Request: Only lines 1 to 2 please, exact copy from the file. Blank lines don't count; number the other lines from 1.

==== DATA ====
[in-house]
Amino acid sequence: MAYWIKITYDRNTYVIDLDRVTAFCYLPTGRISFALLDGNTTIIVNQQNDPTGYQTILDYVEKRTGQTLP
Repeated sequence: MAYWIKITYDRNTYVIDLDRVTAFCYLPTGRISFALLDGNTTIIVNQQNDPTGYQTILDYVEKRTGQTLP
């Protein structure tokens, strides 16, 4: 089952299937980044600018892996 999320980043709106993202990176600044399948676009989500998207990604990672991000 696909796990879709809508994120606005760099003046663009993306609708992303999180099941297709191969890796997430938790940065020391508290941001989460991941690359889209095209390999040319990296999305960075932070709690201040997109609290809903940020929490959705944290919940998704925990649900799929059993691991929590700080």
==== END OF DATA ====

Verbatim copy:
[in-house]
Amino acid sequence: MAYWIKITYDRNTYVIDLDRVTAFCYLPTGRISFALLDGNTTIIVNQQNDPTGYQTILDYVEKRTGQTLP